Staff Spotlight – Zach Martin

Staff Spotlight – Zach Martin

Ed Snider Youth Hockey & Education is proud of the work that our staff do on and off the ice. In order to spotlight the outstanding effort they put into the organization, we will regularly interview a staff member about their time with Snider. The first staff spotlight is Zach Martin, alumni coach of the 12AA travel team.

What made you want to get into hockey in the first place?

My history with hockey started in 2008, when Snider was first introduced to my family. At the time, hockey was just my third sport,behind baseball and soccer, until I had a hockey stick in my hand. Ever since then, it has been ice hockey all the way.

How did you get involved with Snider?

I was introduced to Snider originally through a school initiative, and joined the program shortly after with my older brothers at the Flyers SkateZone in Pennsauken. Unknowingly at the time, me and my family were becoming lifetime members of an incredible organization that was just beginning.

Were there any coaches that inspired you to coach today?

Throughout the stages of my life, I have had many coaches inspire me. As a young player, the coaches I had built my eternal love for the game. As a high schooler and young adult, coaches became mentors, as I spent time in groups led by Gil Schaffer, learning how to not only become a better player, but to also become a leader among my peers and use these leadership skills to navigate my adult/professional life after high school. I gladly credit Coach Gil for teaching me the skills needed to coach, while constantly encouraging me to take the coaching role.

What is your favorite part about coaching?

One of my favorite parts of being a coach is knowing I am a part of something bigger than myself.  As I actively help in guiding and building the stories of Snider students, I can only think back to myself as a player, and the difference Snider has made in my life.

Talk about a success story you’ve had while coaching a student-athlete.

I have many success stories as a coach working with student-athletes, the most memorable stories would be getting to help a player learn to skate for the first time, and over the course of the first hour their tears turn to smiles and I am able to see the excitement I had when I first started. Another thing that I count as a success is when older players ask for my advice on a variety of subjects such as my experiences with different opportunities through Snider, looking and applying to colleges, and getting a first job. These conversations are the same ones I was able to have with my mentors of Snider just a few years ago.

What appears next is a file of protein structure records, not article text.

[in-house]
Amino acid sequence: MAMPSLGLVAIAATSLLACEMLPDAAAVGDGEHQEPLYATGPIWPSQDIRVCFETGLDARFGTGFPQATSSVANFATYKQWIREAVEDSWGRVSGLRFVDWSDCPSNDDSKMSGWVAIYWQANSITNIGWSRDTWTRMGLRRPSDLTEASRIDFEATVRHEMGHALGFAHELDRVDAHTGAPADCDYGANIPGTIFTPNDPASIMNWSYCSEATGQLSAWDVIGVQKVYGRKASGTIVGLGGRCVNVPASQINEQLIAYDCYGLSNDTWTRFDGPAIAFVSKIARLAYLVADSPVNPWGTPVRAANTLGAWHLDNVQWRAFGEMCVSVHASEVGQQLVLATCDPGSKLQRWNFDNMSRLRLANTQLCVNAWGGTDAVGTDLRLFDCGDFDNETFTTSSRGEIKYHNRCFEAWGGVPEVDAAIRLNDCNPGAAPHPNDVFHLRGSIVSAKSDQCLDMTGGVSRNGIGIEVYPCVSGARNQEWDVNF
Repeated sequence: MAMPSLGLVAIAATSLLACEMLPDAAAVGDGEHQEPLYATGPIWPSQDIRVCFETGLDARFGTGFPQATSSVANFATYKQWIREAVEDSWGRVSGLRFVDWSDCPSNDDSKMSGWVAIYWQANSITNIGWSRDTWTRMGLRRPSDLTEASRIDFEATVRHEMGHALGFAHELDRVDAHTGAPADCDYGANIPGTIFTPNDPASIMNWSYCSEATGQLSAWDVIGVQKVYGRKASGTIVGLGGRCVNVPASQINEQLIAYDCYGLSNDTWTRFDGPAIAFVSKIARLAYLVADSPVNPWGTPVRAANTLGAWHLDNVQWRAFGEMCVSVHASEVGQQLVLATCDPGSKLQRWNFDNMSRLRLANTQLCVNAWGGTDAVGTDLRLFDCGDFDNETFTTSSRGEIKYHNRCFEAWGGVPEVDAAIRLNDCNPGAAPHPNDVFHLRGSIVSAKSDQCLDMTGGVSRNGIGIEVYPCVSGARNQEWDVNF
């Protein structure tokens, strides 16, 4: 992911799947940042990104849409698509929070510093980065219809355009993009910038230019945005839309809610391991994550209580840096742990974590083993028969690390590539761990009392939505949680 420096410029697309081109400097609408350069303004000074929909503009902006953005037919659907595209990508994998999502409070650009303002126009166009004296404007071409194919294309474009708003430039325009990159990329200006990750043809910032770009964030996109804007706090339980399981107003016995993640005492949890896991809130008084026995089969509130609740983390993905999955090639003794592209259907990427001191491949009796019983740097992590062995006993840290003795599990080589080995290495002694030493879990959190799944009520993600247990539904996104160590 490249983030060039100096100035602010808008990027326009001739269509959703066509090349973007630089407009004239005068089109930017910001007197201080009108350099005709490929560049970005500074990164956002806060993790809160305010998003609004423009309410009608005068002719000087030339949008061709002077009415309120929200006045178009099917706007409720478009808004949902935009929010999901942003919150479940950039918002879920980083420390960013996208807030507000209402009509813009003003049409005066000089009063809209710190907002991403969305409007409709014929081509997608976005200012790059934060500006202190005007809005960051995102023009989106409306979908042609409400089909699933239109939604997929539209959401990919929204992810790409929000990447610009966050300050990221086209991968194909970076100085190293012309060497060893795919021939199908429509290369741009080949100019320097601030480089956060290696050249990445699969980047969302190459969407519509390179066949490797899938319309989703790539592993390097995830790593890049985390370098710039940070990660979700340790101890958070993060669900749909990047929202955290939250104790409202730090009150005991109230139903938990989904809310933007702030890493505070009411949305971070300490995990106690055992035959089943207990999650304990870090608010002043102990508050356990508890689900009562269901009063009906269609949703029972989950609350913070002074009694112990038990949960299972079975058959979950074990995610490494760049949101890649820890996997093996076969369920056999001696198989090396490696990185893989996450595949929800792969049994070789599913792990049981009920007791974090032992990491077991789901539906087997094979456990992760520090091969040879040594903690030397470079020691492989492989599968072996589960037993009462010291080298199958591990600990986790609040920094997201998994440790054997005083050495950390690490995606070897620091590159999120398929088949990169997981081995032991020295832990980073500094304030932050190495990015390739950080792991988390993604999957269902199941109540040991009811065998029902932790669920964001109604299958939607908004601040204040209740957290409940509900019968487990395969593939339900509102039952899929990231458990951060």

Do you have any specific coaching mantra or philosophy that you try to follow?

There are a lot of good philosophies and mantras to live by as a coach and role model to young athletes and students. The most important thing that I keep in mind is that a very small fraction of my impact is made during practice and the rest is made off the ice. From being the first greeting face as families walk into the rink, to conversations while helping with equipment and always listening to how school days went is just a portion of the invisible impact you make in someone’s life. Besides that, I just make sure to keep everything fun, since at the end of the day, if an athlete is not having fun and does not enjoy being around the rink, my job has not been done properly.

What advice do you have for a coach just starting out?

As a coach starting out, do not be afraid to use your resources. You are surrounded by an endless supply of experience and knowledge by your fellow coaches. As I first started coaching, I struggled to find my own voice as a leader. From accepting feedback and asking for help from more experienced coaches, I was able to quickly develop my own style while also helping younger coaches with theirs. Just like anything else, you will get back what you put into it. The efforts you put into being a good coach and positive role model pays off when you get to witness players achieve things you helped them reach.

What is your favorite memory as a coach at Snider?

As of recently, one of my favorite coaching memories would be helping to bring a Snider team to the Flyers Alumni game, to play Mites on Ice. It was not only exciting to watch a group get to play in front of thousands of spectators, but also to be a part of a memory that those players and their families will get to cherish.